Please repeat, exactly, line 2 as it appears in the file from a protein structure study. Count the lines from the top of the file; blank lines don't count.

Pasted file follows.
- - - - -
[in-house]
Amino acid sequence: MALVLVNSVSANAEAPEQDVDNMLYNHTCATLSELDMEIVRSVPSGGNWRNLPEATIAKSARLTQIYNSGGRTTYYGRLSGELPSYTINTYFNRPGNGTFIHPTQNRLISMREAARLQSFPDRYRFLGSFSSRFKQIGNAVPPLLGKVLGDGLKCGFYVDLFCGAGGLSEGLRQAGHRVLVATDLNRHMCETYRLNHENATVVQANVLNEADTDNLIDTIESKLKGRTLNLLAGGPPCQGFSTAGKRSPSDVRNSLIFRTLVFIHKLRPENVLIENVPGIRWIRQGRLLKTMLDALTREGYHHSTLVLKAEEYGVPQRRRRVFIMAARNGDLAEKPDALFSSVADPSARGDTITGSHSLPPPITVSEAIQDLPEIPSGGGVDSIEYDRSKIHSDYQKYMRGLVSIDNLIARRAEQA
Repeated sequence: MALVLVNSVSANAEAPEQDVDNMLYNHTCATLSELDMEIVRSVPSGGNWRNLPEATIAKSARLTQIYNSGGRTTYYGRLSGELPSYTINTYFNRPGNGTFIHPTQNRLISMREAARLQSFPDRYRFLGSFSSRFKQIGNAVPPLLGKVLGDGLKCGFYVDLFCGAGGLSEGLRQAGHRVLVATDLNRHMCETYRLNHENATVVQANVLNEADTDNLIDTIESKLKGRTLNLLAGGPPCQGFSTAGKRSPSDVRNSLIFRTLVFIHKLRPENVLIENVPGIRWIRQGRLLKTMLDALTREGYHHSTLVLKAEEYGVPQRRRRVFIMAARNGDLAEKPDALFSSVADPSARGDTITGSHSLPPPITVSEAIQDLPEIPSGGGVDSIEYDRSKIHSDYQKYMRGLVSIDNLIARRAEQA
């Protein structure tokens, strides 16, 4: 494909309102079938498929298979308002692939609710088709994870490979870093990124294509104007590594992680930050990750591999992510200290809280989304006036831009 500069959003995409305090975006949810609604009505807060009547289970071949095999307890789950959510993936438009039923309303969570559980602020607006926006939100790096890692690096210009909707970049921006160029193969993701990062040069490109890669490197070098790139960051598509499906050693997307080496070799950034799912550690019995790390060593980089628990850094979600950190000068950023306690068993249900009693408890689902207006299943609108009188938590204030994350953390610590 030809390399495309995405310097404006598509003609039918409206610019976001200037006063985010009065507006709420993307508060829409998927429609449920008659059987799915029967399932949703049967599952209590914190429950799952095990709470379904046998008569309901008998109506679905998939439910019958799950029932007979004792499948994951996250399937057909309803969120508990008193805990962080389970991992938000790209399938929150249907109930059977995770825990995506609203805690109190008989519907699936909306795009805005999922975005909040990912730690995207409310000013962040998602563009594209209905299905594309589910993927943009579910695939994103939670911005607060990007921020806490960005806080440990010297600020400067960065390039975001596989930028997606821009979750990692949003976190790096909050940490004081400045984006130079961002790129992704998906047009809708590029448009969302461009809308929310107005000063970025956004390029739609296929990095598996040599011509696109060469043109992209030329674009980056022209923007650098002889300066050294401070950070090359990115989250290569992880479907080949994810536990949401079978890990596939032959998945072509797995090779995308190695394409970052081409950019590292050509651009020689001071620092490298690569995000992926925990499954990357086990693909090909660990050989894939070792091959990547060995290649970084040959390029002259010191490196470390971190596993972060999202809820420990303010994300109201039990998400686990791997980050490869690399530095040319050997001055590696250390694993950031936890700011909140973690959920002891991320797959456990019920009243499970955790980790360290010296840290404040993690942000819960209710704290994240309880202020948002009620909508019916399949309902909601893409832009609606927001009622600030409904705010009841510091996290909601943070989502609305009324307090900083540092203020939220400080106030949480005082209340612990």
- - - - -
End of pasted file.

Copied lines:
Amino acid sequence: MALVLVNSVSANAEAPEQDVDNMLYNHTCATLSELDMEIVRSVPSGGNWRNLPEATIAKSARLTQIYNSGGRTTYYGRLSGELPSYTINTYFNRPGNGTFIHPTQNRLISMREAARLQSFPDRYRFLGSFSSRFKQIGNAVPPLLGKVLGDGLKCGFYVDLFCGAGGLSEGLRQAGHRVLVATDLNRHMCETYRLNHENATVVQANVLNEADTDNLIDTIESKLKGRTLNLLAGGPPCQGFSTAGKRSPSDVRNSLIFRTLVFIHKLRPENVLIENVPGIRWIRQGRLLKTMLDALTREGYHHSTLVLKAEEYGVPQRRRRVFIMAARNGDLAEKPDALFSSVADPSARGDTITGSHSLPPPITVSEAIQDLPEIPSGGGVDSIEYDRSKIHSDYQKYMRGLVSIDNLIARRAEQA